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Printing Industry Exchange ( is pleased to have Steven Waxman writing and managing the Printing Industry Blog. As a printing consultant, Steven teaches corporations how to save money buying printing, brokers printing services, and teaches prepress techniques. Steven has been in the printing industry for thirty-three years working as a writer, editor, print buyer, photographer, graphic designer, art director, and production manager.

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Large Format Printing: Faux Beer Cans on a Standee

My fiancee and I installed a standee this week for the movie That’s My Boy. It came with three or four beer cans.

A few years ago, while installing another standee, I thought I had seen everything when I opened the heavy standee box only to see a bag marked “bricks.” (They had been ballast for a Lazy-Susan type of rotating display stand.) But the beer cans really took the cake.

Interestingly enough, assembly instructions for the beer cans appeared in the four-page instruction manual. The text showed exactly how to twist them so they would look like the remains of a fraternity party. To keep them in place, each can had two strips of double-sided tape. The instructional print book showed exactly where to place them on the “lawn” portion of the standee.

How Is This Relevant to Custom Printing?

You might ask how this relates to commercial printing. I see two very direct connections.

First, if you looked closely, you could see that the faux beer cans were not metal. They were cardboard canisters with applique’s of a nondescript beer. Someone had printed and assembled cylinders, each with a top and bottom image and another image wrapped around and glued to the sides. The custom printing vendors had done a lot of work.

Why cardboard and not metal? I haven’t a clue, but here are some thoughts:

  1. Liability: If broken or torn apart, an aluminum beer can could have a jagged edge that might cause an accident. The movie studios, standee designers, and movie theaters increasingly attempt to avoid accidents to those who interact with standees, particularly as more physical materials are used in standees and as standees become more interactive.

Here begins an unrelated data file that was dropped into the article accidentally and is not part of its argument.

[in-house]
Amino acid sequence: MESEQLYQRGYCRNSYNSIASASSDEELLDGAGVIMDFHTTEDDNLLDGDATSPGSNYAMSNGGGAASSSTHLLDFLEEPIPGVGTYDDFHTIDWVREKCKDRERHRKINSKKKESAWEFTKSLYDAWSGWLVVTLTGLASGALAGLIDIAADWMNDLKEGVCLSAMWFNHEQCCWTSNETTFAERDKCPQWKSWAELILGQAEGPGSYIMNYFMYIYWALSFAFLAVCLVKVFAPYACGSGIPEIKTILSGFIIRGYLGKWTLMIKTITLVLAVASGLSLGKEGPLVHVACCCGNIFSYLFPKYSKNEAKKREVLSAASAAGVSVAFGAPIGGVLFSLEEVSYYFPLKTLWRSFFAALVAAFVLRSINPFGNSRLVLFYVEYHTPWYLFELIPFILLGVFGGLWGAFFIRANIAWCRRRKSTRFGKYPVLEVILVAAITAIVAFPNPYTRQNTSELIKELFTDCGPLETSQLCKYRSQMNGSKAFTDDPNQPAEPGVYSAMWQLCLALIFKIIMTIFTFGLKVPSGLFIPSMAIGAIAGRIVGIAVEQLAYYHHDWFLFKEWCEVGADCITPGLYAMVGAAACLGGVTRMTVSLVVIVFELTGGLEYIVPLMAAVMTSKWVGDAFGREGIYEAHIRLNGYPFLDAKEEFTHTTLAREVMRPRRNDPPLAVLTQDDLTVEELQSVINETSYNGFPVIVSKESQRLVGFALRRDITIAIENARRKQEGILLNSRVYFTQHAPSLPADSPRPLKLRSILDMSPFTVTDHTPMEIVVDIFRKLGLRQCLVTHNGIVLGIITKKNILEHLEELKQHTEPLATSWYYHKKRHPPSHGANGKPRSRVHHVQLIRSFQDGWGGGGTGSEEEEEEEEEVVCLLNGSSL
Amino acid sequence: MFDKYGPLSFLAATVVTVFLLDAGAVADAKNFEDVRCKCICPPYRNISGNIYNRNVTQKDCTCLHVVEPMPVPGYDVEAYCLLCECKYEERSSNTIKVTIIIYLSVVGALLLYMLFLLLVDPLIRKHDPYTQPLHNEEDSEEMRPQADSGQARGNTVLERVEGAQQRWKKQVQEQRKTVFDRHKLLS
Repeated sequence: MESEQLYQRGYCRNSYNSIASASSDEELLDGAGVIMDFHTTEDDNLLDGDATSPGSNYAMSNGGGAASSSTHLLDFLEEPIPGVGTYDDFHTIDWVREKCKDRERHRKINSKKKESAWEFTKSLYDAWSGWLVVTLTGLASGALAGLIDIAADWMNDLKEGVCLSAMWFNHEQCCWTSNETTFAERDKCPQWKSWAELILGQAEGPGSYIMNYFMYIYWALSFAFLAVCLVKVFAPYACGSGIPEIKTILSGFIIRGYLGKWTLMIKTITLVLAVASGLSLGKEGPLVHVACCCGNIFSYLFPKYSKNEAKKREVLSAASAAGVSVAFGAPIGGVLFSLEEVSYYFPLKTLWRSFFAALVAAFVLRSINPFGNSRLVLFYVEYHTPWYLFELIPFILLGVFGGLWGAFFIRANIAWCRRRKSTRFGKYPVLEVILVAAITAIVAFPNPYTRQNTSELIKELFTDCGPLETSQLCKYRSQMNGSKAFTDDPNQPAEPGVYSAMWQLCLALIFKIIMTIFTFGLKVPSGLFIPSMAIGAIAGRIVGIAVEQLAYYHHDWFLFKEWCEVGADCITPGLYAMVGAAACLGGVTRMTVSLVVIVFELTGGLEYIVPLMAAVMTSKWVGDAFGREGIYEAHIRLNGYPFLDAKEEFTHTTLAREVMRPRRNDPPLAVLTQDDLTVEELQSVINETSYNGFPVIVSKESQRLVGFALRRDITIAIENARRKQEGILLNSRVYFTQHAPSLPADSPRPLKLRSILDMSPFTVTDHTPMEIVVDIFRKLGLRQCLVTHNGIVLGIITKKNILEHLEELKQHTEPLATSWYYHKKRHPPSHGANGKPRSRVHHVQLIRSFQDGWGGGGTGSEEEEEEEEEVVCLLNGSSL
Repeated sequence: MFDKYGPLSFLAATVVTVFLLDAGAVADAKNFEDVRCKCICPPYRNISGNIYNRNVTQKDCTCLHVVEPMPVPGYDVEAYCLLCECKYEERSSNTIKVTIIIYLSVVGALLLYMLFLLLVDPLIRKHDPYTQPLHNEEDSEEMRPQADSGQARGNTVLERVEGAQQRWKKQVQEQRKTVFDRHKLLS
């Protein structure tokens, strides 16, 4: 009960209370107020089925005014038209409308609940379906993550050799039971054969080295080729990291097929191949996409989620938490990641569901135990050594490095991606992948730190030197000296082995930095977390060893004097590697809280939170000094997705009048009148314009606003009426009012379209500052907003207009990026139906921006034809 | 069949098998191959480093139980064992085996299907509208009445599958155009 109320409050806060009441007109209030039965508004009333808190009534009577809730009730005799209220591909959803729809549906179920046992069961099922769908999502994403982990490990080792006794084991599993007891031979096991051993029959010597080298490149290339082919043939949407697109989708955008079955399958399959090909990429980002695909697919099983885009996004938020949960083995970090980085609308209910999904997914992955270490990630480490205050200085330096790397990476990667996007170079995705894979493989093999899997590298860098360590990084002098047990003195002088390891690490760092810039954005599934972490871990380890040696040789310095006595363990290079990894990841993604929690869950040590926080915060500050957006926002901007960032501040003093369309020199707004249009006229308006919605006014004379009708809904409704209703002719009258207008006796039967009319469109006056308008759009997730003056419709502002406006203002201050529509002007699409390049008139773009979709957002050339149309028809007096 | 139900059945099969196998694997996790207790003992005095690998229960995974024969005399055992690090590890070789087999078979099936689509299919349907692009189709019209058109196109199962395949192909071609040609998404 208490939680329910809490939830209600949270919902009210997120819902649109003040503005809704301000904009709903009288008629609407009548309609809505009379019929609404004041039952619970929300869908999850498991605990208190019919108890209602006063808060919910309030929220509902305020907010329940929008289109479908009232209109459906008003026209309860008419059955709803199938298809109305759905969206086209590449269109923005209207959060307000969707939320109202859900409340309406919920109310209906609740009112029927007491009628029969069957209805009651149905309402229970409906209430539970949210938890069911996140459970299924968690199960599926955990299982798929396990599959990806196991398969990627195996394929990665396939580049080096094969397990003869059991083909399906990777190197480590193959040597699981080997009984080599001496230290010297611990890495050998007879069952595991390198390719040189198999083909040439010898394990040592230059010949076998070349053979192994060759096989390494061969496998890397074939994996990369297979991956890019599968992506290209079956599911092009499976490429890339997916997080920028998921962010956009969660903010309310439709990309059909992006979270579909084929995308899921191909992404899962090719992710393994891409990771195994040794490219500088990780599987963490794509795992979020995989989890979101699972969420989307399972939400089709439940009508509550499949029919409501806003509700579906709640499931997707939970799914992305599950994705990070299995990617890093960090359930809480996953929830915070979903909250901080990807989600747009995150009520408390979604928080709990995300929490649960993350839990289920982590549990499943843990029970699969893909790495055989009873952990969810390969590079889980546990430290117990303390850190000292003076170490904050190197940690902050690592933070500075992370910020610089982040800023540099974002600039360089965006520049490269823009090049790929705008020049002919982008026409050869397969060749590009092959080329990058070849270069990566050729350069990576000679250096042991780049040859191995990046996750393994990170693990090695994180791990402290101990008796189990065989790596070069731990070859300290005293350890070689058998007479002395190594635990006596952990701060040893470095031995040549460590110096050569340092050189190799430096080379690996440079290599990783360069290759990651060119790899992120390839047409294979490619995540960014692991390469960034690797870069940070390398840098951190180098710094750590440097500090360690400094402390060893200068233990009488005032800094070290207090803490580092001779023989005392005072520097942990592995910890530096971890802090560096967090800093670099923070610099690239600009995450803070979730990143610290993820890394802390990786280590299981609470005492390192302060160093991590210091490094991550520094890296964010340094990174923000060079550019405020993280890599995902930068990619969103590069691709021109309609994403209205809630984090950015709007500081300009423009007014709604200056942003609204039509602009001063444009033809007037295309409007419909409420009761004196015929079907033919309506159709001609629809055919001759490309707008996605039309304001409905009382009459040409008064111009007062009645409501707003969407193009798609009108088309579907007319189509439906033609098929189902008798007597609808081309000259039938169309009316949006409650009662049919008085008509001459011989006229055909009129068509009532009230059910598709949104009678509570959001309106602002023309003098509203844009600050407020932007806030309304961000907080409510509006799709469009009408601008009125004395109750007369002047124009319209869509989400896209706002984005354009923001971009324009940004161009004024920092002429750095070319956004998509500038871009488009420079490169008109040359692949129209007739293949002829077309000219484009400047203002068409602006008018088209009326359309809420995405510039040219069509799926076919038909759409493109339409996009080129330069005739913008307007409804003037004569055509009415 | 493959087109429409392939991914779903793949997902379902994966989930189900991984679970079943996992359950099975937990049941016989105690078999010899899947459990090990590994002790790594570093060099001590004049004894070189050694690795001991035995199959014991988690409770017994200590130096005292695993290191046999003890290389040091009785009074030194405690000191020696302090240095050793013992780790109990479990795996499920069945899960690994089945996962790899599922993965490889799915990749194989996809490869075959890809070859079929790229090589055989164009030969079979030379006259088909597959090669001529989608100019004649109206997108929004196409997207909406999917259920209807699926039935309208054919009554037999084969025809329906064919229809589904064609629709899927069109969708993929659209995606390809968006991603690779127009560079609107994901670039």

2. Sensitivity in Marketing: Perhaps the designer of this large format printing piece wanted to avoid promoting a particular beer (again for liability issues regarding product placement). Perhaps the studio wanted to avoid explicitly promoting beer to minors who might see the standee (after all, a cardboard beer can with a nondescript label glued to its surface can give the impression of a beer can without identifying a particular beer or any beer at all).
  3. Cost: Creating a fake beer can out of cardboard allowed the designers at the movie studio to avoid the need to have aluminum beer cans mocked up. Perhaps the cost to create simulated aluminum cans exceeded the (considerable, I would assume) cost to mock up a cardboard tube, print the beer can label in four colors on 80# or 100# enamel printing paper, and then, using hot-melt glue, affix the appliques onto the sides, top, and bottom of three cans per standee (multiplied by the majority of movie theaters in the country, presumably).

What About Your Large Format Printing Work?

What can we learn from this? First, consider multiple custom printing options and a variety of materials for your large format printing work. Cost is one factor. The number of copies you will need to produce as well as the accessibility of the particular materials are two more considerations. Talk with your commercial printing suppliers early. In fact, the more outlandish the project, the earlier you should start making physical mock-ups of the large format printing piece, and the sooner you should involve the printing suppliers.

Also Consider Shipping Logistics

When you create something as easily crushed as three beer cans, you need to consider shipping logistics. The standee company inserted all three cans in an additional carton within the main carton that contained the standee. Not to have done so might have compromised a lot of work and wasted a lot of money. So don’t just design a large format printing piece. Also think about how you will get it to it’s destination for assembly.

The Immersive Experience

As an aside, I want you to know how real these looked. The manager of the movie theater came into the room we were using to assemble the standee, and looked disgusted when he pointed at the beer cans and asked, “What are those?” Apparently he had thought we were drinking on the job.

Large format printing, as reflected in movie standees, is moving away from cardboard-only assemblages toward real-world objects. Over the last month I have assembled one standee with a metal street sign pole affixed to a base covered in simulated grass. I have also assembled two photo opportunity standees with fabric-covered chairs.

Anything that looks real captures the interest of the movie-goers and draws them into the fictional world of the movie (and the movie standee). I think it’s powerful marketing. I also think it is fascinating that this is happening at the same time as computer technology is embracing both virtual reality and augmented reality.

There is room for custom printing, it seems. However, to make offset and digital printing viable alternatives to entirely electronic media, it helps to accentuate the tactile qualities of print. After all, you cant touch anything on a computer screen.

2 Responses to “Large Format Printing: Faux Beer Cans on a Standee”

  1. Nice post. I’m impressed! Extremely useful. Thank you and best of luck.


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